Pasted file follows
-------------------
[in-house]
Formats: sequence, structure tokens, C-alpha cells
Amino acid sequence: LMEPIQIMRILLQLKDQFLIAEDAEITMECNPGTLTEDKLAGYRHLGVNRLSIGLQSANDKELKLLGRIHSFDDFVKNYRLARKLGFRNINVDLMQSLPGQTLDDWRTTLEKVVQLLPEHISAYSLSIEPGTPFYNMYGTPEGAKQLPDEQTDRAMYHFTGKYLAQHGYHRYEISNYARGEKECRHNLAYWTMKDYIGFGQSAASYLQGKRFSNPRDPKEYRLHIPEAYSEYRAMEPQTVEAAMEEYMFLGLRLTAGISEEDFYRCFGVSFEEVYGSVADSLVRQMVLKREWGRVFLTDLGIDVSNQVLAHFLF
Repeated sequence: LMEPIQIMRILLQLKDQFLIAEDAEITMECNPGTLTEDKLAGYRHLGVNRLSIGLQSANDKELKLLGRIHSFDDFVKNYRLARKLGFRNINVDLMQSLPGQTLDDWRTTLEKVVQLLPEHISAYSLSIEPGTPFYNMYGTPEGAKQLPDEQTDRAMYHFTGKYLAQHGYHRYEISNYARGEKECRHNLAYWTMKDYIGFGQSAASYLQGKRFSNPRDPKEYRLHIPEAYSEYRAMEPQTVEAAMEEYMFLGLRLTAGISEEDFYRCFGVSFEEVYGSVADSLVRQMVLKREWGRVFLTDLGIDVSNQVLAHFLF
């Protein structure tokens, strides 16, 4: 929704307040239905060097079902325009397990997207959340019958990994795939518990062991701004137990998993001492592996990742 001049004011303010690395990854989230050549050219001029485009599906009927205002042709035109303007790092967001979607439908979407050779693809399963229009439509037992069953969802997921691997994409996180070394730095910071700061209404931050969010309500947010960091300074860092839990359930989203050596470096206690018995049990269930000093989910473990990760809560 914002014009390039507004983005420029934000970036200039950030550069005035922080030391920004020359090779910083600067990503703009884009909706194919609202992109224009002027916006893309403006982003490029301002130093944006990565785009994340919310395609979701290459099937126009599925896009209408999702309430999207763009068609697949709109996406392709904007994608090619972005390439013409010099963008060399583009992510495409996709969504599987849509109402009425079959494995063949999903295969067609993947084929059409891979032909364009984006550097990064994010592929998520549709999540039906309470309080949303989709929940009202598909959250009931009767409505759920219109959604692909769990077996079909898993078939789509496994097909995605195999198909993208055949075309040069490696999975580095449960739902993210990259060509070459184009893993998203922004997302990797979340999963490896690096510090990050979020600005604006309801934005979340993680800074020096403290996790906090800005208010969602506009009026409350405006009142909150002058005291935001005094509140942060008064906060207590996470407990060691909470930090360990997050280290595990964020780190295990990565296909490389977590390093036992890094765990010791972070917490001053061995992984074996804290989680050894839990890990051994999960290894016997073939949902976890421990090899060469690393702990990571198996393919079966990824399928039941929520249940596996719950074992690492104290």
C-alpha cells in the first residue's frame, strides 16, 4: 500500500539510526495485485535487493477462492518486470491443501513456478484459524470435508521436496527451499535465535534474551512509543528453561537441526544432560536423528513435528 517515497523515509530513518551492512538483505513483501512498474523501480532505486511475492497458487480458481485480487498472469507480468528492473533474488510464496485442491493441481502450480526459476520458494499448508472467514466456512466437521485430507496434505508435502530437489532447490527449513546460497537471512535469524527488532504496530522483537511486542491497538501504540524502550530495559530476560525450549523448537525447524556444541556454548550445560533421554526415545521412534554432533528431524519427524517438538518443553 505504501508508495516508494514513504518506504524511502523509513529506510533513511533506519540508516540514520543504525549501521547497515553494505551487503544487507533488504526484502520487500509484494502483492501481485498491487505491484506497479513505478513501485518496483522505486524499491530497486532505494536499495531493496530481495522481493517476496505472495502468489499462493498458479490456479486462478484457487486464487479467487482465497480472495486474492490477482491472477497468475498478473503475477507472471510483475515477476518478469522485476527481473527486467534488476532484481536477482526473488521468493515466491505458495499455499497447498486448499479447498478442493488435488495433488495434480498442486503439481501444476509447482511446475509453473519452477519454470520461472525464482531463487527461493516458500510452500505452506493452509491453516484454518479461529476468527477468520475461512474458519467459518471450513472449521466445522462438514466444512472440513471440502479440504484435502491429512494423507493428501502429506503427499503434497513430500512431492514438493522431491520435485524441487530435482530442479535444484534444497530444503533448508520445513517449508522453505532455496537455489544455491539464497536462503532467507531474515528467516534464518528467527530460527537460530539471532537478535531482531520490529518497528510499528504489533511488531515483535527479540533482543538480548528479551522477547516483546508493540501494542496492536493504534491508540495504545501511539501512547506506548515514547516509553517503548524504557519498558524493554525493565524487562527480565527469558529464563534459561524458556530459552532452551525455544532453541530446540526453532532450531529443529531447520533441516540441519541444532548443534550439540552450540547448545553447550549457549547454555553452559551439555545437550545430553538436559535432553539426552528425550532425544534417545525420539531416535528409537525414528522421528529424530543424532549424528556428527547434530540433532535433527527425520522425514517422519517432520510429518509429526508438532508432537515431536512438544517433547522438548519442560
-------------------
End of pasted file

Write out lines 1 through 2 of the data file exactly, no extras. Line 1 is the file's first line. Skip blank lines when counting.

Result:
[in-house]
Formats: sequence, structure tokens, C-alpha cells